(23) Heptachlor (c), ng/L

0.39 260* 520* -- -- -- --

(24) Heptachlor epoxide (c), ng/L

0.48 270* 530* -- -- -- --

(25) Hexachlorobenzene (c), ng/L

0.24 --* --* -- -- -- --
2B&D
CS
2B&D
MS
2B&D
FAV
3A/3B/3C
IC
4A
IR
4B
LS
5
AN
_

(26) Lindane (c), μg/L (Hexachlorocyclohexane, gamma-)

0.036 4.4* 8.8* -- -- -- --

(27) Methylene chloride (c), μg/L (Dichloromethane)

1,940 13,875 27,749 -- -- -- --

(28) Metolachlor

23 271 543 -- -- -- --

(29) Naphthalene, μg/L

81 409 818 -- -- -- --

(30) Parathion, μg/L

0.013 0.07 0.13 -- -- -- --
2B&D
CS
2B&D
MS
2B&D
FAV
3A/3B/3C
IC
4A
IR
4B
LS
5
AN
_

(31) Pentachlorophenol, μg/L

5.5 15 30 -- -- -- --

Class 2B and 2D standards are pH dependent, except that the CS will not exceed 5.5 μg/L. Pentachlorophenol values shown are for a pH of 7.5 only. See part 7050.0222, subpart 4, for examples at other pH values and equations to calculate pentachlorophenol standards for any pH value.

(32) Phenanthrene, μg/L

3.6 32 64 -- -- -- --

(33) Phenol, μg/L

123 2,214 4,428 -- -- -- --

(34) Polychlorinated biphenyls (c), ng/L (PCBs, total)

0.029 1,000* 2,000* -- -- -- --

(35) 1,1,2,2-Tetrachloroethane (c), μg/L

13 1,127 2,253 -- -- -- --
2B&D
CS
2B&D
MS
2B&D
FAV
3A/3B/3C
IC
4A
IR
4B
LS
5
AN
_

(36) Tetrachloroethylene (c), μg/L

8.9 428 857 -- -- -- --

(37) Toluene, μg/L

253 1,352 2,703 -- -- -- --

(38) Toxaphene (c), ng/L

1.3 730* 1,500* -- -- -- --

(39) 1,1,1-Trichloroethane, μg/L

329 2,957 5,913 -- -- -- --

(40) 1,1,2-Trichloroethylene (c), μg/L

120 6,988 13,976 -- -- -- --
2B&D
CS
2B&D
MS
2B&D
FAV
3A/3B/3C
IC
4A
IR
4B
LS
5
AN
_

(41) 2,4,6-Trichlorophenol, μg/L

2.0 102 203 -- -- -- --

(42) Vinyl chloride (c), μg/L

9.2 --* --* -- -- -- --

(43) Xylenes, total, μg/L

166 1,407 2,814 -- -- -- --

D.

Escherichia (E.) coli bacteria shall not exceed 126 organisms per 100 milliliters as a geometric mean of not less than five samples representative of conditions within any calendar month, nor shall more than ten percent of all samples taken during any calendar month individually exceed 1,260 organisms per 100 milliliters. The standard applies only between April 1 and October 31.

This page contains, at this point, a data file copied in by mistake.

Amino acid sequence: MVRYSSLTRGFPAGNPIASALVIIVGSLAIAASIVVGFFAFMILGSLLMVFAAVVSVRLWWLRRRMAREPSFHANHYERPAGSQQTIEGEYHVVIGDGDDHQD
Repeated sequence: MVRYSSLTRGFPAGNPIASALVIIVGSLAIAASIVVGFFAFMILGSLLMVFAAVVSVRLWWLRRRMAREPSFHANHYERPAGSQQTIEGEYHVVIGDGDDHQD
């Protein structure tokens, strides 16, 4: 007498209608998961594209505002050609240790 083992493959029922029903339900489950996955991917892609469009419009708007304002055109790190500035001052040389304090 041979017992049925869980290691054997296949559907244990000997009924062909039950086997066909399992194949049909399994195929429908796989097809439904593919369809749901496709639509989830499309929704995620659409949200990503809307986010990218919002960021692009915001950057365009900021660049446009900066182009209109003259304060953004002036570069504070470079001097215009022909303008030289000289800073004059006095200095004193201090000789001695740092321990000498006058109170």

E.

For pH, maintain background. See part 7050.0222, subpart 6.

F.

For radioactive materials, see parts 7050.0222, subpart 4; and 7050.0224, subparts 2 and 3.

G.

Temperature must not exceed:

(1)

Class 2B standard: five degrees Fahrenheit above natural in streams and three degrees Fahrenheit above natural in lakes, based on monthly average of maximum daily temperature, except in no case shall it exceed the daily average temperature of 86 degrees Fahrenheit; and

(2)

Class 2D standard: maintain background as defined in part 7050.0222, subpart 6.

Subp. 6.

[Repealed, 24 SR 1105]

Subp. 6a.

Limited resource value waters and associated use classes.

A. WATER QUALITY STANDARDS APPLICABLE TO USE CLASSES 3C, 4A, 4B, 5, AND 7 SURFACE WATERS

7
LIMITED
RESOURCE
VALUE
3C
1C
4A
1R
4B
LS
5
AN
_

(1) Bicarbonates (HCO3), meq/L

-- -- 5 -- --

(2) Boron, μg/L

-- -- 500 -- --

(3) Chloride, mg/L

-- 250 -- -- --

(4) Escherichia (E.) coli bacteria, organisms/100 mL

See item B -- -- -- --

(5) Hardness, Ca+Mg as CaCO3, mg/L

-- 500 -- -- --
7
LIMITED
RESOURCE
VALUE
3C
1C
4A
1R
4B
LS
5
AN
_

(6) Hydrogen sulfide, mg/L

-- -- -- -- 0.02

(7) Oxygen, dissolved, mg/L

See item C
-- -- -- --

(8) pH minimum, su

6.0 6.0 6.0 6.0 6.0

(9) pH maximum, su

9.0 9.0 8.5 9.0 9.0

(10) Radioactive materials

-- -- See item D See item D --
7
LIMITED
RESOURCE
VALUE
3C
1C
4A
1R
4B
LS
5
AN
_

(11) Salinity, total, mg/L

-- -- -- 1,000 --

(12) Sodium, meq/L

-- -- 60% of
total
cations
-- --

(13) Specific conductance at 25°C, μmhos/cm

-- -- 1,000 -- --

(14) Sulfates, wild rice present, mg/L

-- -- 10 -- --

(15) Total dissolved salts, mg/L

-- -- 700 -- --

(16) Toxic pollutants

See item E -- -- -- --

B.

Escherichia (E.) coli bacteria shall not exceed 630 organisms per 100 milliliters as a geometric mean of not less than five samples representative of conditions within any calendar month, nor shall more than ten percent of all samples taken during any calendar month individually exceed 1,260 organisms per 100 milliliters. The standard applies only between May 1 and October 31.